Gunther Schuller

From Wikipedia, the free encyclopedia

Gunther Schuller
Schuller in 2008
Background information
Born(1925-11-22)November 22, 1925
Queens, New York, U.S.
DiedJune 21, 2015(2015-06-21) (aged 89)
Boston, Massachusetts, U.S.
GenresJazz, classical, third stream
Occupation(s)President of the New England Conservatory
Instrument(s)French horn, flute

Gunther Alexander Schuller (November 22, 1925 – June 21, 2015)[1] was an American composer, conductor, horn player, author, historian, educator, publisher, and jazz musician.

Biography and works[edit]

Early years[edit]

Schuller was born in Queens, New York City,[1] the son of German parents Elsie (Bernartz) and Arthur E. Schuller, a violinist with the New York Philharmonic.[2] He studied at the Saint Thomas Choir School and became an accomplished French horn player and flute player. At age 15, he was already playing horn professionally with the American Ballet Theatre (1943) followed by an appointment as principal hornist with the Cincinnati Symphony Orchestra (1943–45), and then the Metropolitan Opera Orchestra in New York, where he stayed until 1959.[3] During his youth, he attended the Precollege Division at the Manhattan School of Music, later going on to teach at the school.[4] But, already a high school dropout because he wanted to play professionally, Schuller never obtained a degree from any institution.[5] He began his career in jazz by recording as a horn player with Miles Davis (1949–50).[6]

Performance and growth[edit]

In 1955, Schuller and jazz pianist John Lewis founded the Modern Jazz Society,[6] which gave its first concert at Town Hall, New York, the same year and later became known as the Jazz and Classical Music Society. While lecturing at Brandeis University in 1957, he coined the term "Third Stream" to describe music that combines classical and jazz techniques.[7] He became an enthusiastic advocate of this style and wrote many works according to its principles, among them Transformation (1957, for jazz ensemble),[8] Concertino (1959, for jazz quartet and orchestra),[9] Abstraction (1959, for nine instruments),[10] and Variants on a Theme of Thelonious Monk (1960, for 13 instruments) utilizing Eric Dolphy and Ornette Coleman.[10] In 1966, he composed the opera The Visitation.[11] He also orchestrated Scott Joplin's only known surviving opera Treemonisha for the Houston Grand Opera's premiere production of this work in 1975.[12]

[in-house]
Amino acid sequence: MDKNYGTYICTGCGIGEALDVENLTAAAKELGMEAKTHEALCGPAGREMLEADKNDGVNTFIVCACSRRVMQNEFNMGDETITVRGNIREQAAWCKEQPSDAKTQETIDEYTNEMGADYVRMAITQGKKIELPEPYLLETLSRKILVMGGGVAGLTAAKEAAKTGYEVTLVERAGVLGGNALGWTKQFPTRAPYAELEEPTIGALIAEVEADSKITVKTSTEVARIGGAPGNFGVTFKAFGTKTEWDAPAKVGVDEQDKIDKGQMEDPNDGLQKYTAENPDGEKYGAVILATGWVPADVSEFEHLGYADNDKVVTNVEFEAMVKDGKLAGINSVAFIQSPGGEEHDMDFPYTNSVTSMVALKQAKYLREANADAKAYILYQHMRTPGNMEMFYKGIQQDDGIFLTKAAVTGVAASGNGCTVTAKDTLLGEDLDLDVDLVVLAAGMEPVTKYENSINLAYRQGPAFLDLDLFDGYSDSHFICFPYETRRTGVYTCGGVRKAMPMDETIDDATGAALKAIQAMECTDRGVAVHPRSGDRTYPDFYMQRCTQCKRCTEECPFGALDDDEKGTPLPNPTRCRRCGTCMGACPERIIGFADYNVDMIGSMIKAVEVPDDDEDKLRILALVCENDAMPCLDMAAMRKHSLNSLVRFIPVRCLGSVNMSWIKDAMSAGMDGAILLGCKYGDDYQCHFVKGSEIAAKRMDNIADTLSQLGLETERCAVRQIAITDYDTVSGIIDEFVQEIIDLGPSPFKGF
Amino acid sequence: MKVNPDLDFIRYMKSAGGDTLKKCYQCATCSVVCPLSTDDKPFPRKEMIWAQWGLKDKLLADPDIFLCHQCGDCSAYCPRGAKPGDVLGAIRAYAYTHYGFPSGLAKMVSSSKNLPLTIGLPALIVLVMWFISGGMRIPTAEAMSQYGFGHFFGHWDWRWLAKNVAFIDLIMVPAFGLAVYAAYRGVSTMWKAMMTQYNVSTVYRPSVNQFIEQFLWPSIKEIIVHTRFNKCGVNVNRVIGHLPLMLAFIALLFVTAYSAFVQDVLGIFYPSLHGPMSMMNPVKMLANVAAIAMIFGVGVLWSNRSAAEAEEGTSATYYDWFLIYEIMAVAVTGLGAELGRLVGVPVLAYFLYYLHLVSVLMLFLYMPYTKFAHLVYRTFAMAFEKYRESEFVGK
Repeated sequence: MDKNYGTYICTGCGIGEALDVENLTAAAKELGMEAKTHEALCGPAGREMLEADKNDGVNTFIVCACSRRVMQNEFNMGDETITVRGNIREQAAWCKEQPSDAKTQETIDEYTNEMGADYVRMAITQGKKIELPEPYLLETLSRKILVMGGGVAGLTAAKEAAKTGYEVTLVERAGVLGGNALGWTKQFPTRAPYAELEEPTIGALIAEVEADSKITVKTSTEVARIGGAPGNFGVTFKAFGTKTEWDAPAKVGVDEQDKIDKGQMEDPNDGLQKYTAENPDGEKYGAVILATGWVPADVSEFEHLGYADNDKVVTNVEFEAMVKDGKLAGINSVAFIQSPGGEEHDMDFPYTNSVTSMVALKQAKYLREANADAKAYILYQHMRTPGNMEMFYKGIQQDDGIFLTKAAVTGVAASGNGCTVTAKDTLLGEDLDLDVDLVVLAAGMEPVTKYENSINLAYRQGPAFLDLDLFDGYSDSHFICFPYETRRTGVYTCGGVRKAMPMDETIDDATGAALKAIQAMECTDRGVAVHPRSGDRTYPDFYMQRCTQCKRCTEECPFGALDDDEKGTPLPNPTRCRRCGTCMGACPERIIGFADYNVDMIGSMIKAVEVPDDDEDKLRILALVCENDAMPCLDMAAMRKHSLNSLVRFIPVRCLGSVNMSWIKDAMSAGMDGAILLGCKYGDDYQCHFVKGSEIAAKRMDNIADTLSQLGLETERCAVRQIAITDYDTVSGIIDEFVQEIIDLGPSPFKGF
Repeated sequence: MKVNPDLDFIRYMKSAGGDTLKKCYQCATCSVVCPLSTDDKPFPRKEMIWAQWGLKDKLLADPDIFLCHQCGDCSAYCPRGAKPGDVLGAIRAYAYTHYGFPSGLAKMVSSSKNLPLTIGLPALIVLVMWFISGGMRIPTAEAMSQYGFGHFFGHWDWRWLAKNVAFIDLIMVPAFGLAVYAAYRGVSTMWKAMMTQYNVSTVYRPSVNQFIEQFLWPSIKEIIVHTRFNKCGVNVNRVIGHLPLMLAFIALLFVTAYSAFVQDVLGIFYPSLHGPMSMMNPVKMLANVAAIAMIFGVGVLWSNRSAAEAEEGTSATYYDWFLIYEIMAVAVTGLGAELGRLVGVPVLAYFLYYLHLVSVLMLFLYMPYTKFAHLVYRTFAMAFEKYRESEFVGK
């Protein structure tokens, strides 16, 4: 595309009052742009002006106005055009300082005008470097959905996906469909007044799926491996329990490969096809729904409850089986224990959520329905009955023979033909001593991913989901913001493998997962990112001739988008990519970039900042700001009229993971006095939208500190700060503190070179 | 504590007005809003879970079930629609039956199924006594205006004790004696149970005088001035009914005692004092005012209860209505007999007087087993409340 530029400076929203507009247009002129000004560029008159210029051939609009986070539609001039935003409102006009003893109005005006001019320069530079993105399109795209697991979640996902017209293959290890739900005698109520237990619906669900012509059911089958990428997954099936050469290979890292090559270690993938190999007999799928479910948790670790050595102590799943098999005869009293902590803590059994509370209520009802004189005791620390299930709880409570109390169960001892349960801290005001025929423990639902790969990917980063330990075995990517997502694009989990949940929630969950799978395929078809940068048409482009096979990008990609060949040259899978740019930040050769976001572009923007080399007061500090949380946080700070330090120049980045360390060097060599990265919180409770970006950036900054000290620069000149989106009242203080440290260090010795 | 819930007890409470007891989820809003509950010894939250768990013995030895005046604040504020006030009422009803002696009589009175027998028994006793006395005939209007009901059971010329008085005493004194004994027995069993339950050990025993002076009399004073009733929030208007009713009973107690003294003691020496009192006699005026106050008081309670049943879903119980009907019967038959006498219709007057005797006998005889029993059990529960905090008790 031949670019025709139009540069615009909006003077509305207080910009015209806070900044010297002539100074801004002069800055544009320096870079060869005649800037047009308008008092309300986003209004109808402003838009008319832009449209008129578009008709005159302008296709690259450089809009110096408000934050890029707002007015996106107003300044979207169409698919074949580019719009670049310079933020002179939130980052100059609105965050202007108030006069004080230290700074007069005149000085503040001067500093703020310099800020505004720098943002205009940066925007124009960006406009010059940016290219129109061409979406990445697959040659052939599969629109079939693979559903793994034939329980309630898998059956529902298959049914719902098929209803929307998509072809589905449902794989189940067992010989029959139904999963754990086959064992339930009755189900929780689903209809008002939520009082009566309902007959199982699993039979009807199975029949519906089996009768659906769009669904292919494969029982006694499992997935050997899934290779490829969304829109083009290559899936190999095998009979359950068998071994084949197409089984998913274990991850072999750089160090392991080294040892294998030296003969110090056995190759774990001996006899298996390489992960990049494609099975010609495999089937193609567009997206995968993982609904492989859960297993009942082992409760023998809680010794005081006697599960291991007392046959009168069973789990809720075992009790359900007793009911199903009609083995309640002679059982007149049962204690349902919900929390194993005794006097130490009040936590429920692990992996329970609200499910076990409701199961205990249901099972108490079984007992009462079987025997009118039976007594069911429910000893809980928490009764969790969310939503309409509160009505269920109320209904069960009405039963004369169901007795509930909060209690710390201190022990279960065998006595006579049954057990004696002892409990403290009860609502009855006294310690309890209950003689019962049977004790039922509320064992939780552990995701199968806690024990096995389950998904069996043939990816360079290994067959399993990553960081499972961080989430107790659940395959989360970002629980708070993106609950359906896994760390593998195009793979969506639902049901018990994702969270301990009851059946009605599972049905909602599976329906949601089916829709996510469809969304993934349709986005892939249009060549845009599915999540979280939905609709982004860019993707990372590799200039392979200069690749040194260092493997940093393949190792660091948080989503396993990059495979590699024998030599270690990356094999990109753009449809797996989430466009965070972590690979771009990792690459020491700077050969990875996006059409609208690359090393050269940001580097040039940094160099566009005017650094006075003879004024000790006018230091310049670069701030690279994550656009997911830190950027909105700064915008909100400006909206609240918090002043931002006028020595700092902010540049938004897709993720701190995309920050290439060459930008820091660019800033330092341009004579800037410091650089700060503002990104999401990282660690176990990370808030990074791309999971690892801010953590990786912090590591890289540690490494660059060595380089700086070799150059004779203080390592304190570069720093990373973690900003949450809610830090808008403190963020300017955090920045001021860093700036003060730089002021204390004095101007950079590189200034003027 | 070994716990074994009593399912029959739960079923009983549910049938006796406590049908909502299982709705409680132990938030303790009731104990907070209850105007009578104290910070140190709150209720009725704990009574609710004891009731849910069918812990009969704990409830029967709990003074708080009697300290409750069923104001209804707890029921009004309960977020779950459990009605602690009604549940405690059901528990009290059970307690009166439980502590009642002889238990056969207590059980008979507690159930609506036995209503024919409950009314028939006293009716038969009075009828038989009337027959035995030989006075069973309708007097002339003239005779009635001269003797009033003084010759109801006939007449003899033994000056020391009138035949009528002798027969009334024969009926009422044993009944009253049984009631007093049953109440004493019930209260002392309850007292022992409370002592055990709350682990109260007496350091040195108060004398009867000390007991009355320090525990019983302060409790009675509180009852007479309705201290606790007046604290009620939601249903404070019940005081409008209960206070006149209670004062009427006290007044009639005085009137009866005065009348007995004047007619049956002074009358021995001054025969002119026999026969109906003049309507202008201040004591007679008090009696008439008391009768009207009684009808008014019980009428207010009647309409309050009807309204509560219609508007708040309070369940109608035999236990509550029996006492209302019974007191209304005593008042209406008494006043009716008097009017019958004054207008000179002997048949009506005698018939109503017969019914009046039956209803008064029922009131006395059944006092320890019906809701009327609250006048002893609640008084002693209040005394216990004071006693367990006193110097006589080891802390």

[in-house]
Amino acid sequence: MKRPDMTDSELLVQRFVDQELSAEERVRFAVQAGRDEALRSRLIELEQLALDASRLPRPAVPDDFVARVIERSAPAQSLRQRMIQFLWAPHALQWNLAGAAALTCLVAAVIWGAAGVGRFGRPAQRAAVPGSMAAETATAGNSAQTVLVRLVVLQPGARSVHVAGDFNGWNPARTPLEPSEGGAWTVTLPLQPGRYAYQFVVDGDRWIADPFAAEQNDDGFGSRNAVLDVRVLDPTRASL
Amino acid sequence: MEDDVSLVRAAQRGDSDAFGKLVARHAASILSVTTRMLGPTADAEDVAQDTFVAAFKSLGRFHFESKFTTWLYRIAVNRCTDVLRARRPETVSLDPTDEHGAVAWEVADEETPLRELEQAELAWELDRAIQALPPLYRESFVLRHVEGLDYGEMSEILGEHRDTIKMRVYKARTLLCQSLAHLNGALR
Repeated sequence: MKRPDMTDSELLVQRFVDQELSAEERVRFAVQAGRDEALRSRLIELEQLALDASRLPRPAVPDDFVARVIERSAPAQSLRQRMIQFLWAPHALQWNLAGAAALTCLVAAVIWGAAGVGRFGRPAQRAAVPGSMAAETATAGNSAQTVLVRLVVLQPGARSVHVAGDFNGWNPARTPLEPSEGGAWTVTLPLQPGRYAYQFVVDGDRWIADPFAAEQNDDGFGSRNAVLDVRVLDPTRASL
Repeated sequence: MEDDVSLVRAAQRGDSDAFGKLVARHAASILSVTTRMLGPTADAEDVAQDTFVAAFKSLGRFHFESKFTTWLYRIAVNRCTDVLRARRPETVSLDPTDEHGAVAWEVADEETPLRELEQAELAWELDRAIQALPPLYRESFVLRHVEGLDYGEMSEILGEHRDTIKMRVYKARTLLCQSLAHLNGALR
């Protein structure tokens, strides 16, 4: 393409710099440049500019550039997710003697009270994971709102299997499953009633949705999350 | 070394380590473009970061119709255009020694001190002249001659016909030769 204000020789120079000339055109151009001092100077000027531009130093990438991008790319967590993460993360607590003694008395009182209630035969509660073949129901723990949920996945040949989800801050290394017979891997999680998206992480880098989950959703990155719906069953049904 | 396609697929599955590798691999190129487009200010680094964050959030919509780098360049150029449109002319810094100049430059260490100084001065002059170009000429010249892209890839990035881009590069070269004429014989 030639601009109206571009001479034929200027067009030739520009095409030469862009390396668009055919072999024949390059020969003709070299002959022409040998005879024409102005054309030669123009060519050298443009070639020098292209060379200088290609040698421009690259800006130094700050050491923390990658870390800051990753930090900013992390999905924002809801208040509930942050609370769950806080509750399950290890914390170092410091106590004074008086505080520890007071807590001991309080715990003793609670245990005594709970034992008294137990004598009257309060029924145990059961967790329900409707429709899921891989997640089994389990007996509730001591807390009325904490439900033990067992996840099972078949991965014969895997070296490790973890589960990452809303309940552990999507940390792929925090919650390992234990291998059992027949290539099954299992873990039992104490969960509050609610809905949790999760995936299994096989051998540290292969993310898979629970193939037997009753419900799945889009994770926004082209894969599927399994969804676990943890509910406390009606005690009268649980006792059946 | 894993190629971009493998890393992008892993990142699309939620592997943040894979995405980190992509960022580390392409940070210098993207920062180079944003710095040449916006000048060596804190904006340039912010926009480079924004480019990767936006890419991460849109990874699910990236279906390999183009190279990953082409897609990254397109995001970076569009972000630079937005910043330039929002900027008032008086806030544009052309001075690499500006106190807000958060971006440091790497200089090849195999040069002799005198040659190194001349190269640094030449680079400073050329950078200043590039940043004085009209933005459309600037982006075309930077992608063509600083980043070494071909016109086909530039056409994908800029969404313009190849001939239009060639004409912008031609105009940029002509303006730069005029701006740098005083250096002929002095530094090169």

Career maturity[edit]

In 1959, Schuller largely gave up performance to devote himself to composition, teaching and writing. He conducted internationally and studied and recorded jazz with such greats as Dizzy Gillespie and John Lewis among many others.[6] Schuller wrote over 190 original compositions in many musical genres.[13]

In the 1960s and 1970s, Schuller was president of New England Conservatory, where he founded The New England Ragtime Ensemble. During this period, he also held a variety of positions at the Boston Symphony Orchestra's summer home in Tanglewood, serving as director of new music activities from 1965 to 1969 and as artistic director of the Tanglewood Music Center from 1970 to 1984 and creating the Tanglewood Festival of Contemporary Music.[14]

In the 1970s and 1980s Schuller founded the publishers Margun Music and Gun-Mar and the record label GM Recordings.[15][16] Margun Music and Gun-Mar were sold to Music Sales Group in 1999.[17]

Schuller recorded the LP Country Fiddle Band with the Conservatory's country fiddle band, released by Columbia Records in 1976. Reviewing in Christgau's Record Guide: Rock Albums of the Seventies (1981), Robert Christgau wrote: "The melodies are fetchingly tried-and-true, the (unintentional?) stateliness of the rhythms appropriately nineteenth-century, and the instrumental overkill (twenty-four instruments massed on 'Flop-Eared Mule') both gorgeous and hilarious. A grand novelty."[18]

Schuller was editor-in-chief of Jazz Masterworks Editions, and co-director of the Smithsonian Jazz Masterworks Orchestra[19] in Washington, D.C. Another effort of preservation was his editing and posthumous premiering at Lincoln Center in 1989 of Charles Mingus's immense final work, Epitaph, subsequently released on Columbia/Sony Records.[20] He was the author of two major books on the history of jazz, Early Jazz (1968)[21] and The Swing Era: The Development of Jazz, 1930-1945.[22]

His students included Irwin Swack,[23] Ralph Patt,[24] John Ferritto, Mohammed Fairouz, Gitta Steiner, Oliver Knussen, Nancy Zeltsman, Riccardo Dalli Cardillo[25] and hundreds of others. See: List of music students by teacher: R to S#Gunther Schuller.

Accomplishments in final decades[edit]